To date, Medi-Aid’s donations to support the cataract program since 2012 (and the STP since 2014), have totalled AU$1.5 million, enabling surgery on 626 eyes. Impressively, the organisation’s commitment continues to grow, with an initial donation of 50 cataract surgeries in 2014, growing to funding 100 cataract surgeries in the 12 months to August 2020. Patients who receive the Medi-Aid funded surgery need to meet specific financial criteria that includes living on a means tested pension, having no private health insurance cover nor the means to fund their own surgery.
LONG MAY IT CONTINUE
Dr Knight said the opportunity to contribute to a program that restores sight at no cost to people in need is particularly satisfying given his personal history. Born with keratoconus he has received more than one corneal graft, has had cataract surgery, and was recently treated for macular degeneration.
Speaking of the cataract program he said, “What we like about the cataract surgery program is that a person comes in and they are blind. With a few dollars and half an hour later they walk out and they can see soon after – there’s nothing else like it in my opinion.”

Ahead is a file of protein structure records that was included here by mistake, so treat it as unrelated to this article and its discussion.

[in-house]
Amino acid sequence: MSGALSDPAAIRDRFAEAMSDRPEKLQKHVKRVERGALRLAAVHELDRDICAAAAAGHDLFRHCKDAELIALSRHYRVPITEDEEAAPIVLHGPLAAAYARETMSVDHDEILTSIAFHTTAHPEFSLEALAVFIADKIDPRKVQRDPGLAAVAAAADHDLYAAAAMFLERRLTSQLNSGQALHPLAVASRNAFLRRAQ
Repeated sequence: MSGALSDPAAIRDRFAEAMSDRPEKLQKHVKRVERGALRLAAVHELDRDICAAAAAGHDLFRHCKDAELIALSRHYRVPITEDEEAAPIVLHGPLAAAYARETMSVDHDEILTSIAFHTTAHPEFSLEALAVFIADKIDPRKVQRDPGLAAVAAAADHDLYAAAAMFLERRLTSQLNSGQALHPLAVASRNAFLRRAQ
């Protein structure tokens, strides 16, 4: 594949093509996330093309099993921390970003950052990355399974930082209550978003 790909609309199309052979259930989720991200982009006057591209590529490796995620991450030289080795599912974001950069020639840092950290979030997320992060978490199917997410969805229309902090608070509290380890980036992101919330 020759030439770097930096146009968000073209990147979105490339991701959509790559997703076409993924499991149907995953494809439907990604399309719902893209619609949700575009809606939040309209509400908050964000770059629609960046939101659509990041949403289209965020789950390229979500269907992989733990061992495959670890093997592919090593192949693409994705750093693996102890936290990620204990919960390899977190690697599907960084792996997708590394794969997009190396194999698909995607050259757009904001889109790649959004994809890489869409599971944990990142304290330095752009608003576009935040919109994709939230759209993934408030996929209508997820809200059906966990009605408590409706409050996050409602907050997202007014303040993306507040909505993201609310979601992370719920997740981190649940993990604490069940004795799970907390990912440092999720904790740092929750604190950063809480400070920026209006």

At the age of 92, and having contributed so much without any desire for public acknowledgement, Dr Knight said the best thing about accumulating wealth has been the ability to improve other people’s lives by giving it away.
“We don’t do it for any praise, although I do like receiving the occasional letter from a patient who might say, ‘I couldn’t see before, but now I can’.”
After living all these years and achieving so much, he says he has no words of wisdom for others. “I don’t give people advice, I don’t tell them what to do – they wouldn’t listen anyway,” he laughed. “People do their own thing and life moves on,” he said.
In 2023 Medi-Aid will celebrate 50 years of providing affordable housing for people in need. While Dr Knight is the Chairman, the organisation’s day-to-day operations are now in the very capable hands of joint CEOs Robyn Laidlaw and Dr Knight’s son, David. All going well, the Federal Government will continue to support the STP beyond 2021 and with Medi-Aid’s support, the cataract program will continue to have a ripple effect on patients in Australia and overseas, hospitals and registrars alike.
As Dr Knight says, “We’re happy to go on with this for the rest of time – we think it’s great.”